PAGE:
Lola Adeoti | Natwest

Lola Adeoti | Natwest

Lola Adeoti | Natwest

My IT journey has been an exciting one, from age 6, I was lucky to attend a science-based summer camp where I saw first-hand experiments and was introduced to topics such as magnetism, chemistry the planet and my favourite topic, robotics.

The early introduction made choosing STEM subjects in secondary school an easy decision and I excelled in these subjects. I went on to earn a Bachelor of Science degree in Computer Engineering. I was one of the few girls in a class of 40 students and it was not an easy ride navigating the intricacies that it presented. On graduation, I got a job as an HR officer which was different but another challenge, I pivoted to Human Resources as my new calling but my path to IT was reignited when I was asked to support the implementation of an HR single shared cloud-delivered platform, I jumped at the opportunity and have never looked back since. In the last few years, I have slowly acquired extensive experience supporting the successful delivery of Business Change Projects and IT Projects / Programmes and attained vast exposure designing and implementing successful programmes and projects across different regions (i.e., EMEA, US and Asia).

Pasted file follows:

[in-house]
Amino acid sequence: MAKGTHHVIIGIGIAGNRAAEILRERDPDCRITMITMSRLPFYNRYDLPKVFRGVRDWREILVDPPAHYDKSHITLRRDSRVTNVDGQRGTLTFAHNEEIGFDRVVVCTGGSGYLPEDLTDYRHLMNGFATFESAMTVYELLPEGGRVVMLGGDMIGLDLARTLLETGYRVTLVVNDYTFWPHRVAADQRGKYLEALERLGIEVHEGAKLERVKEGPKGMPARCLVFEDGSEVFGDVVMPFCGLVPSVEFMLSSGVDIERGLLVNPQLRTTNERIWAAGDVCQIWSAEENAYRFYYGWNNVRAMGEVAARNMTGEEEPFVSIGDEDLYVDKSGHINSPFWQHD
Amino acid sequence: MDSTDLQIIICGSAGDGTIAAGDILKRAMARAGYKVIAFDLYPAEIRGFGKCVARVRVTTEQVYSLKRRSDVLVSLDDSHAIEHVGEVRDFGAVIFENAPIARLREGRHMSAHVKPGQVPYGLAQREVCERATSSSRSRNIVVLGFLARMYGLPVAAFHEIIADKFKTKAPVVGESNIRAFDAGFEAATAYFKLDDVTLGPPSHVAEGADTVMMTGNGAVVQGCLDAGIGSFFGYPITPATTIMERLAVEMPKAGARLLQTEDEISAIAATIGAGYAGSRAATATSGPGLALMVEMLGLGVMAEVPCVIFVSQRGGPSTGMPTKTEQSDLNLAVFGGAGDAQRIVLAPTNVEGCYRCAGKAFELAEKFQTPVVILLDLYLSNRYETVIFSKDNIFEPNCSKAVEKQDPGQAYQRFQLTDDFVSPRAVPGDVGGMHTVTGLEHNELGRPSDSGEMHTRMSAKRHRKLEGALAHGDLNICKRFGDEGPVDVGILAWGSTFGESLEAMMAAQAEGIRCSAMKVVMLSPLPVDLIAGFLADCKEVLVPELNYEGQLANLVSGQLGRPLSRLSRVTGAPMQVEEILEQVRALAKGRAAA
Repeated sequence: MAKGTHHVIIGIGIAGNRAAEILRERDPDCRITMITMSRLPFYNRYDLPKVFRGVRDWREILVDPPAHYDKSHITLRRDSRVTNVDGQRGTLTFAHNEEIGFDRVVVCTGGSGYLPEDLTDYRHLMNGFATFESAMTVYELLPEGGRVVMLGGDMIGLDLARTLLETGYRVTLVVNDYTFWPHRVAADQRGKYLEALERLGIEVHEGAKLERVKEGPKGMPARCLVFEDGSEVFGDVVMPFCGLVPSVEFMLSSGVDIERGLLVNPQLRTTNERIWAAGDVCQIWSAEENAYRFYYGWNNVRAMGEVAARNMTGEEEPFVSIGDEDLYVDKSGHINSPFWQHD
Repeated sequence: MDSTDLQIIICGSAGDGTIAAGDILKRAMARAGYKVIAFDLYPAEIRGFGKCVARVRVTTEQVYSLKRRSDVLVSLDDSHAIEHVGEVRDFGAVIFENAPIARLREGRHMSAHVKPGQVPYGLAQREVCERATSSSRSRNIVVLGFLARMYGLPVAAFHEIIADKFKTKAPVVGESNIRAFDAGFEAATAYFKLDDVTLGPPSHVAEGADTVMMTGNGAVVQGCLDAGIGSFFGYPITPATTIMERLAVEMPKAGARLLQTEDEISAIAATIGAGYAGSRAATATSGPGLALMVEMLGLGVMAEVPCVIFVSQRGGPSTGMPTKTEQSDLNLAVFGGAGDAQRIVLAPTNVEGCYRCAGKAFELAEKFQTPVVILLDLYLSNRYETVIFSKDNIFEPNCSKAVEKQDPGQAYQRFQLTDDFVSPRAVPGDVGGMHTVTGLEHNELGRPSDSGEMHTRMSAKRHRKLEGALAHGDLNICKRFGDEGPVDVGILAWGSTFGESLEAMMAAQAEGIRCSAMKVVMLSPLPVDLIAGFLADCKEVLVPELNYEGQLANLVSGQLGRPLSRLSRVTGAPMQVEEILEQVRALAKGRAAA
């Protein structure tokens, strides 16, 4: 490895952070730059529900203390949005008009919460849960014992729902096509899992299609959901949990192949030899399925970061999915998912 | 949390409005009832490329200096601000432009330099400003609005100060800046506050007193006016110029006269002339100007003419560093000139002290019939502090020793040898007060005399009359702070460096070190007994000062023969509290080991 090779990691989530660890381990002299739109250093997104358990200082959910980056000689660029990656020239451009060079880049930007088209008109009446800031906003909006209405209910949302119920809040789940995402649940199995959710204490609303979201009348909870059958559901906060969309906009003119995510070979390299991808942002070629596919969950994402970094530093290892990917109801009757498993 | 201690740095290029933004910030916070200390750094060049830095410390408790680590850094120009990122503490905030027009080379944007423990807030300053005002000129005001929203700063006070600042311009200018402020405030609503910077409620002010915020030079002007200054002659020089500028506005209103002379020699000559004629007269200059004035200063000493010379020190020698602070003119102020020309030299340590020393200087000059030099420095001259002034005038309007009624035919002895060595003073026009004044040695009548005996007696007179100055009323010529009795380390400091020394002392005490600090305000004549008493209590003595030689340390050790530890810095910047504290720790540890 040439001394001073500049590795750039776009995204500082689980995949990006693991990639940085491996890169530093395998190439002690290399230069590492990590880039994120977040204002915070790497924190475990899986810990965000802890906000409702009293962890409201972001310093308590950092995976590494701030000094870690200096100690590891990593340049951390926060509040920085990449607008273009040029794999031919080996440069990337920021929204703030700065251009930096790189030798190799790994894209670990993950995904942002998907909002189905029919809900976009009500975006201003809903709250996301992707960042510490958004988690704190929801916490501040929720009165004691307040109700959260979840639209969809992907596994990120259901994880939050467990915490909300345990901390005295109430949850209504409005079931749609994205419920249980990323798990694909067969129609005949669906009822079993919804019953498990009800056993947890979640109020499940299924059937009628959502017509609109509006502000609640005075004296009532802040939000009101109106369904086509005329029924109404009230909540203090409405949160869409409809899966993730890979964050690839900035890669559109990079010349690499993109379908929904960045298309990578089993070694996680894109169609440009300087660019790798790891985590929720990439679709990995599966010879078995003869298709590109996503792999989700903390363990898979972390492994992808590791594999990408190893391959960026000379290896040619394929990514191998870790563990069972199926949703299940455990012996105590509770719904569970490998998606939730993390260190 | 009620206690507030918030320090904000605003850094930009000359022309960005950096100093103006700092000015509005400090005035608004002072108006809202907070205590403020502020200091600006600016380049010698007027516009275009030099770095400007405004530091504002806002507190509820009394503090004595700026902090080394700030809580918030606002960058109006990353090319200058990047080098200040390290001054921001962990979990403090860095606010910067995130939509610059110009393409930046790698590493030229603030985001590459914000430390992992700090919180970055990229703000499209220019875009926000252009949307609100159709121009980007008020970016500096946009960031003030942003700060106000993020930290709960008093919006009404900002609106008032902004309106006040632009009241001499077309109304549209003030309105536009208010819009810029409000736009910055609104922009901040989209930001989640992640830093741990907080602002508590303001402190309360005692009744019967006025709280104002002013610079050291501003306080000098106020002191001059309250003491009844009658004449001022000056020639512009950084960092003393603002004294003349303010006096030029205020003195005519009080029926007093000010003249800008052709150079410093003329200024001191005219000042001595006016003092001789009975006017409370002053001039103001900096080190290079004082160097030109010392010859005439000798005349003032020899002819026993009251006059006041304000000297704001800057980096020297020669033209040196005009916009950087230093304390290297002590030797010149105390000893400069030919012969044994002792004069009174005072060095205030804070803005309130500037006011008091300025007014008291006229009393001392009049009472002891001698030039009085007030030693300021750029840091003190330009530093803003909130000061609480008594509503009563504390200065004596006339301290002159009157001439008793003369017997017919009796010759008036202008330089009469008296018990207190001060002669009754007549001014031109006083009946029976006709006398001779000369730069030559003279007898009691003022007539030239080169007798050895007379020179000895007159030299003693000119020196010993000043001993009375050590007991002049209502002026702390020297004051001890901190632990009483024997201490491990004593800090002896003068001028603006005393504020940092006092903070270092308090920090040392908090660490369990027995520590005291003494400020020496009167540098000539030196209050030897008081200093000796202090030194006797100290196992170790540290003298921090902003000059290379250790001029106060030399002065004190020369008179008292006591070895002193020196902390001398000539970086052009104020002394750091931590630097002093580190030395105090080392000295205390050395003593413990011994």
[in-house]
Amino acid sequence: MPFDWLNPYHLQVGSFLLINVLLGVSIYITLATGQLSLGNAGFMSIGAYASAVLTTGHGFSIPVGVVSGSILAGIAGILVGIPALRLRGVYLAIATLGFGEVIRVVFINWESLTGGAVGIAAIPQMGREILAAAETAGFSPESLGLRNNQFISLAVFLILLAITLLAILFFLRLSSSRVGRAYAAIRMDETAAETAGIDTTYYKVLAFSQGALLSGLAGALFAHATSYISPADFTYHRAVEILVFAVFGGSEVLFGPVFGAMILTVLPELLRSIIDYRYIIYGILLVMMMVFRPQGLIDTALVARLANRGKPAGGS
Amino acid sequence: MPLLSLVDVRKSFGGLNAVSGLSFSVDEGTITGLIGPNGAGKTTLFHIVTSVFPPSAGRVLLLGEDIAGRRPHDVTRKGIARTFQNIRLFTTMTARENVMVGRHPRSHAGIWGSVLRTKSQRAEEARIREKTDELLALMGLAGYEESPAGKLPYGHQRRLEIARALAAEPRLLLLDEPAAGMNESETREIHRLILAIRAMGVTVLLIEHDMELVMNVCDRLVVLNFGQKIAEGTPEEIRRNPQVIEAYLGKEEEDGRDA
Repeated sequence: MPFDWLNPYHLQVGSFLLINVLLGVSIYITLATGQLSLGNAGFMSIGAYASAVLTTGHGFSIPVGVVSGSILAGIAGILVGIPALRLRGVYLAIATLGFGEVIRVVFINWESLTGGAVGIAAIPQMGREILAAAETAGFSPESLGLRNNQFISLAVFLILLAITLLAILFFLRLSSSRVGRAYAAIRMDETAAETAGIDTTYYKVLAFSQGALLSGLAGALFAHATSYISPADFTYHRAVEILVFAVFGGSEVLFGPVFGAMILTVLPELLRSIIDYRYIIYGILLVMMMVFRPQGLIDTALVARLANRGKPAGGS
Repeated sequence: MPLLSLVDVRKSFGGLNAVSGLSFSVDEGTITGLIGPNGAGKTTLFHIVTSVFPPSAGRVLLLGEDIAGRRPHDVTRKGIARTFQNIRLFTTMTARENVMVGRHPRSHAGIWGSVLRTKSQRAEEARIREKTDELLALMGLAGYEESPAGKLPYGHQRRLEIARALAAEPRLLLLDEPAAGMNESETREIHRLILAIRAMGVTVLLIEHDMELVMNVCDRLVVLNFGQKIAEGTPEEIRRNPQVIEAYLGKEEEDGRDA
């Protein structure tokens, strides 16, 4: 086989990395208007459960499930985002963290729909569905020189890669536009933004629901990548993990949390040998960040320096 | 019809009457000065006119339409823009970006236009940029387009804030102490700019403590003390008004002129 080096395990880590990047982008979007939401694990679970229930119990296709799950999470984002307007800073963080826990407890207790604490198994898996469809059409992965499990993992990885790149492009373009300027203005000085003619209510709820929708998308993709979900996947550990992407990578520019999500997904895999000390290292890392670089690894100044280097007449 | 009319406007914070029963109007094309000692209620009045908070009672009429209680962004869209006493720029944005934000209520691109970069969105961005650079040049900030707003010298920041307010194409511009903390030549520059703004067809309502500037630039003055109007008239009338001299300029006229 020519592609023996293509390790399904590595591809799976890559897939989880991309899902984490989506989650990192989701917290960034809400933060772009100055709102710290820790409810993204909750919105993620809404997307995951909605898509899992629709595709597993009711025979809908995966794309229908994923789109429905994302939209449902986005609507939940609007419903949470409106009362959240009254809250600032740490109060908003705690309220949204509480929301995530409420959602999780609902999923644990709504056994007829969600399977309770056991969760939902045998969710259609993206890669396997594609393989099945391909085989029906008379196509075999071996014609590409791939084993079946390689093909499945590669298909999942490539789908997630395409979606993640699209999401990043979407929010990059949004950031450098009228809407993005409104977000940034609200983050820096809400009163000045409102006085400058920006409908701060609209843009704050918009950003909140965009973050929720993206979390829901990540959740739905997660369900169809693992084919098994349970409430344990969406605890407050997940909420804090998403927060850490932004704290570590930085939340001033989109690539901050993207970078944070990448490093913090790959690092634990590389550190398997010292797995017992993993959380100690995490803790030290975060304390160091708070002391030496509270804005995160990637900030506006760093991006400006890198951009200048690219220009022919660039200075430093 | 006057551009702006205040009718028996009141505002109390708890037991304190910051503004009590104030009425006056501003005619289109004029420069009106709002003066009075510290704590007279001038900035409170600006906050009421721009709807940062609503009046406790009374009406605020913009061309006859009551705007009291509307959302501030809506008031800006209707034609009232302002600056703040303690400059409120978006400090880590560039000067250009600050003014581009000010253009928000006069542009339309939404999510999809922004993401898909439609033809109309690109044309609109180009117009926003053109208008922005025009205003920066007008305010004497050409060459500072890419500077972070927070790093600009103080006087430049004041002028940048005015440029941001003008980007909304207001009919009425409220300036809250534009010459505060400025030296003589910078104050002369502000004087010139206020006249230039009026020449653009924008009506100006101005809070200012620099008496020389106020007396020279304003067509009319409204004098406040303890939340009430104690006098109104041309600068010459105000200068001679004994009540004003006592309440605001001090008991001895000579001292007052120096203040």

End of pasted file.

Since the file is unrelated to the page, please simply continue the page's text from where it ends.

I am currently the Release Train Manager (RTM) in the financial crime technology community at Natwest. I have been instrumental in the build out of a new, industry leading platform that combats financial crime, using data and modern technologies to stop the bad guys doing bad things. Having been an RTM for just over a year I have already made an impact by leading the first major implementation on the new platform in March 2022, working across 5 technical components and embracing the “One bank” ethos by bringing together technology teams from across the bank. I play a significant role in implementing new product enhancements and critical defect fixes to support the ongoing evolution of the platform, working in close partnership with stakeholders in Operations.